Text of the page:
Photonic Network Communications, 2:4, 361±367, 2000
# 2000 Kluwer Academic Publishers. Manufactured in The Netherlands.
Economic Optical Networking in the Metropolitan Area
Hubert A. Ja
rn Kracker,* Lutz Rapp
Siemens AG, Information and Communication Networks, Hofmannstr. 51, D-81379 Mu
Accepted July 19, 2000
Abstract. The rapid introduction of wavelength division multiplexing (WDM) technology in long distance ®ber optic communication networks
which has been observed in the recent years has been driven by line economy. Not merely the ability to overcome ®ber scarcity, but also the
savings associated with the replacement of many electronic regenerators by fewer optical ampli®ers, have motivated the carriers to employ
WDM. These arguments do not often apply to optical networking in metropolitan areas because transmission distances are short. For this reason,
metro-WDM has been deployed in a few rare cases only, though it has been widely discussed by a broad scienti®c and industrial community. In
this paper, an advanced operational concept for all optical transport networks in the metropolitan area is introduced. It focuses on node economy,
i.e., the technical concepts to provide gigabit services access to the transport network at minimum cost, characterized by the following basic
features: protocol independence, monitoring, protection and fast bandwidth provisioning.
Keywords: wavelength division multiplexing, optical transport networking, communication networks operations, managed ®ber, optical
crossconnecting, customer premises equipment
Information and telecommunication technology has
been accelerating for several decades and no clear
limits potentially saturating the growing need for
transmission capacity have been identi®ed . The
transport of kb/s and Mb/s data streams has been
managed by time division multiplexing employing the
plesiochronous and the synchronous digital hierarchy.
Moreover, packet switching systems have been used
for statistical multiplexing of connectionless and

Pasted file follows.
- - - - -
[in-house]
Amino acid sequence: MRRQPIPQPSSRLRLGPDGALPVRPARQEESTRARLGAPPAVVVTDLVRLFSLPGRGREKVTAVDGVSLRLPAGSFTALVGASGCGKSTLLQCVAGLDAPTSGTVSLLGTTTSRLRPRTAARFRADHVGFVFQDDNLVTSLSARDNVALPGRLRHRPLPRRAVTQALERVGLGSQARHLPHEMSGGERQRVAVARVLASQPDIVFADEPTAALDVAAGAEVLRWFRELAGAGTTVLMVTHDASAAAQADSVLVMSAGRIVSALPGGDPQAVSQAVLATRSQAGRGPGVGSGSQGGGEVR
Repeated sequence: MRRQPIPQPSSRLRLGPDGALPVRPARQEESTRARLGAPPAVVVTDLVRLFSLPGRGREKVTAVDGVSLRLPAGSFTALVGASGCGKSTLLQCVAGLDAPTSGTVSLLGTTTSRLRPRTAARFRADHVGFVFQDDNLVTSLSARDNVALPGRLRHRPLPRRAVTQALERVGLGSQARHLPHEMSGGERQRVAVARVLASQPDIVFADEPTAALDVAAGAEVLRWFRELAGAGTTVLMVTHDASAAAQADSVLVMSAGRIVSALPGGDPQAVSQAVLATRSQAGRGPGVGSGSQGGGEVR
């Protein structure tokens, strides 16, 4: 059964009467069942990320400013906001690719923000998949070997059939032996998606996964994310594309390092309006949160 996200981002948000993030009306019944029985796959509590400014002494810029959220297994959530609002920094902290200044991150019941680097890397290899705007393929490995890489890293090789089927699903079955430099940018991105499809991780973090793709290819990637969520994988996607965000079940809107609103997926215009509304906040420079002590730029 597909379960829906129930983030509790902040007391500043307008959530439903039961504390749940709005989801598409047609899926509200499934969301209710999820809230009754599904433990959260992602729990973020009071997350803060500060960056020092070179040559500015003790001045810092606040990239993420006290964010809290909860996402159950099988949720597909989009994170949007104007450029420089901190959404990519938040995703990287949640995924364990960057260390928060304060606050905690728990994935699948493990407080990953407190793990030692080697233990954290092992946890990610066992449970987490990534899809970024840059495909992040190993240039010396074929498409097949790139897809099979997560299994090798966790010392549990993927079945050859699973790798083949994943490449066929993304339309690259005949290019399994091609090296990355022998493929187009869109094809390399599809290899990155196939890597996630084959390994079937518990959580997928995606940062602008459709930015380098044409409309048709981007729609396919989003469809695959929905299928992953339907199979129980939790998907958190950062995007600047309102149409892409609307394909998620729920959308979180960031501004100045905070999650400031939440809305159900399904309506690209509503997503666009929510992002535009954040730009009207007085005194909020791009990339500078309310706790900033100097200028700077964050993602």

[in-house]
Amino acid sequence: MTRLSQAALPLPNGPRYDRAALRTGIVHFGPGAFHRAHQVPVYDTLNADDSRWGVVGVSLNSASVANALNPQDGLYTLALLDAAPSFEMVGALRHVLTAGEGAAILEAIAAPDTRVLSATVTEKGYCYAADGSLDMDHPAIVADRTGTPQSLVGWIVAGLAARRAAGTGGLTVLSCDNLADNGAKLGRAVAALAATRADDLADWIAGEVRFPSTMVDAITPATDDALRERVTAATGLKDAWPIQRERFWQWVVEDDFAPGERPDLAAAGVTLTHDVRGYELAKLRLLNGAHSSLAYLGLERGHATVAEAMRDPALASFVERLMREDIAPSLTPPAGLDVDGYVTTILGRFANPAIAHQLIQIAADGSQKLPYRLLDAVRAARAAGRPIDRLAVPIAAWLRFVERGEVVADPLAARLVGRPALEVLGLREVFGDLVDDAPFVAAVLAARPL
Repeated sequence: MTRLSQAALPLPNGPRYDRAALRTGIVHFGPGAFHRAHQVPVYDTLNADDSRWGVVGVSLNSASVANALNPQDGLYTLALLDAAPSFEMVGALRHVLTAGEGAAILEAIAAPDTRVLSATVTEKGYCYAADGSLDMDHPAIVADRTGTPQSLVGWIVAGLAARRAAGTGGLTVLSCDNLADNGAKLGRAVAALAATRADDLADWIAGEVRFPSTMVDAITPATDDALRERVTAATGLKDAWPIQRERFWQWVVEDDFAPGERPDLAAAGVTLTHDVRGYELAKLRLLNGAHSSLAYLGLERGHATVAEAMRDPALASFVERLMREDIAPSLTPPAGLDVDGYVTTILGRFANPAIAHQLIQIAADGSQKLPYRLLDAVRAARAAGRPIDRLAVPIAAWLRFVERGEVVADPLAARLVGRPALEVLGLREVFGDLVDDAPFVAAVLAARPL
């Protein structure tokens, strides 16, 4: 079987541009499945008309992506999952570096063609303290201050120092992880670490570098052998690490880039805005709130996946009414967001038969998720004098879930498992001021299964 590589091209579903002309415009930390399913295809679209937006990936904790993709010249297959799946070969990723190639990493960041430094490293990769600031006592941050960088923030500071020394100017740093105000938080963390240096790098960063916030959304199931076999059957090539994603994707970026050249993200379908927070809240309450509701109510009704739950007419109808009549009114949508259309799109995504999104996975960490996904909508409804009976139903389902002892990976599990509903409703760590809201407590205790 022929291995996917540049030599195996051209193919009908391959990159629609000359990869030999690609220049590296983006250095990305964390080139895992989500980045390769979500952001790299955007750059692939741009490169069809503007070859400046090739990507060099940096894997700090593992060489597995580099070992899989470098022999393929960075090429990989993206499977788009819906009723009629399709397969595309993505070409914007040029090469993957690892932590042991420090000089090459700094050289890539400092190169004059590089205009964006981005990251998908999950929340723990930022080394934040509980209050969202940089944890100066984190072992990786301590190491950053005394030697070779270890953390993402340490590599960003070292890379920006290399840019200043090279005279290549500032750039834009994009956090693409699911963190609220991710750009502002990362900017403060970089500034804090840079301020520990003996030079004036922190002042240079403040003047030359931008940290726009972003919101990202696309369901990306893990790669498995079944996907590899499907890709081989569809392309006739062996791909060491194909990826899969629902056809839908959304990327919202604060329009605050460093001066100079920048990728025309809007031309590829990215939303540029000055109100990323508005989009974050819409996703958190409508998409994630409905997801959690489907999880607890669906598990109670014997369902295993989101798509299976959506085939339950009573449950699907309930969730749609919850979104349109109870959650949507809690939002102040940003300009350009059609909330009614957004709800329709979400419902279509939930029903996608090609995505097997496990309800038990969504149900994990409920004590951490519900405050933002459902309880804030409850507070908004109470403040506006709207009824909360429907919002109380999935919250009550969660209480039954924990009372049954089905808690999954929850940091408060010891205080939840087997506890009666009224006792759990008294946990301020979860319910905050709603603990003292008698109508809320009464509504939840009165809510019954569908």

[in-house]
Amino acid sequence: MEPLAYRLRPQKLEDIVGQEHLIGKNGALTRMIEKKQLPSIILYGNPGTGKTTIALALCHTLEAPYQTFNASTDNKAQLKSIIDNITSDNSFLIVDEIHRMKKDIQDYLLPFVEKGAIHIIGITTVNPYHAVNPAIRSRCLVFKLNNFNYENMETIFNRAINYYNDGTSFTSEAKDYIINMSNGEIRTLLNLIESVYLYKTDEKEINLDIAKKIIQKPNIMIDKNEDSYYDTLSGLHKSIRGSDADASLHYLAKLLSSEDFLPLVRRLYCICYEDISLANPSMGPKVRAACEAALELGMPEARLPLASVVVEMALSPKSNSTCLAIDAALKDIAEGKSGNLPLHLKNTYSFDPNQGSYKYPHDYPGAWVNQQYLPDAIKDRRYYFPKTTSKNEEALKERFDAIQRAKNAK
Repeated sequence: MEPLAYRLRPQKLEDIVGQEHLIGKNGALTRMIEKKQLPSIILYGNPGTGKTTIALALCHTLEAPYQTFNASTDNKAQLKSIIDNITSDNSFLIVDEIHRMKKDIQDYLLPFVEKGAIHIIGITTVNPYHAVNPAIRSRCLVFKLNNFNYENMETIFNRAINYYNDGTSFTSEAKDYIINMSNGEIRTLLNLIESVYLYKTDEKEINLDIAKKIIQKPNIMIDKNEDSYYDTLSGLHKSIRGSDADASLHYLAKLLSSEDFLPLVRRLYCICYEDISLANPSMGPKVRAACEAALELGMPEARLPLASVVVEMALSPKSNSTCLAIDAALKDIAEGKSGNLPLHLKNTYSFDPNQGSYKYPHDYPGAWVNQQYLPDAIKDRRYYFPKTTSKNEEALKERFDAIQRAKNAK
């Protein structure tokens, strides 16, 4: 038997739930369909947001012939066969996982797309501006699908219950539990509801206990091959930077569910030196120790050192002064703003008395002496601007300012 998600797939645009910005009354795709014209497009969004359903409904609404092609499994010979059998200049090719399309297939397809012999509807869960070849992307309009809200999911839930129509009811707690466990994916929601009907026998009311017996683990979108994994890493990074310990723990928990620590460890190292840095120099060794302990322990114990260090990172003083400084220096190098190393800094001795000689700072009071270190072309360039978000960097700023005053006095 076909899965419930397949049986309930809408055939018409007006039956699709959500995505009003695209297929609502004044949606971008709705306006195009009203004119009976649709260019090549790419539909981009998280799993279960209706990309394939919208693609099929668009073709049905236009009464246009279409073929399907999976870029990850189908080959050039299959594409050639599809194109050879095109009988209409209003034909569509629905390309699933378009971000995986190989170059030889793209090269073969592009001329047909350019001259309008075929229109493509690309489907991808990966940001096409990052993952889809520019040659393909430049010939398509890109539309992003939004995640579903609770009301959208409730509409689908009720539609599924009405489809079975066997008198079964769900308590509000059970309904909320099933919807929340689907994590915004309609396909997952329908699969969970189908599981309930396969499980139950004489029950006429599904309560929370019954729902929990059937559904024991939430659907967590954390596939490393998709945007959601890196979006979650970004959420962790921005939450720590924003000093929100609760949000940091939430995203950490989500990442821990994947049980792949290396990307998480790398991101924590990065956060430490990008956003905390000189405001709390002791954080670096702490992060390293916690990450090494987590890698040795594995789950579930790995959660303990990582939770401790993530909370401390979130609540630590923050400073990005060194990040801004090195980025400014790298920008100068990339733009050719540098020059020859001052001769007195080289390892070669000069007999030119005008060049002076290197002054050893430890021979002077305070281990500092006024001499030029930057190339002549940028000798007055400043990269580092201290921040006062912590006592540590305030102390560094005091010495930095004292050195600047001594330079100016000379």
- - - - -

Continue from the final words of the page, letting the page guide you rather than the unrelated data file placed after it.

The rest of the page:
virtually circuit switched traf®c. The accumulation
of many and various types of services has demanded
interfaces at concentrators and even at primary source
equipment, operating at bit rates of several Gb/s.
Optical path layered networks are considered to be
the most competitive technology for the transport of
these gigabit services . The use of simple passive
waveguide and multiplexing devices to implement
optical bypassing leads to a substantial cost reduction
of the overall transport infrastructure .
Furthermore, due to the transparency  of optical
path layered networks, this investment is save in spite
of the obvious uncertainty of which transmission
format will dominate, or whether there will be any
In long distance networks the latter advantage has
not yet been exploited as the focus of deploying
wavelength division multiplexing (WDM) systems
has been to maximum utilization of the ®ber resources
and to optimize con®guration of line equipment.
There is a mismatch between the general concept and
the practical application which seems to be an open
issue in optical transport networking.
For an optical multiplex section (OMS), each
optical channel (OCh) link is usually speci®ed in
terms of a maximum bit rate and a bit error
probability. In particular, the optical power and
chromatic dispersion budget of the OMS as well as
the consequences of detrimental effects like crosstalk
, nonlinearities  or polarization mode dispersion
 have been considered to guarantee the perfor-
mance at the speci®ed maximum bit rate. When
approaching the physical limits of a WDM system in
terms of number of wavelengths and span lengths
between the repeaters and regenerators, loading one,
*During the preparation of this work the author was with the ``Technische Fachhochschule'' Berlin, Communications Laboratory.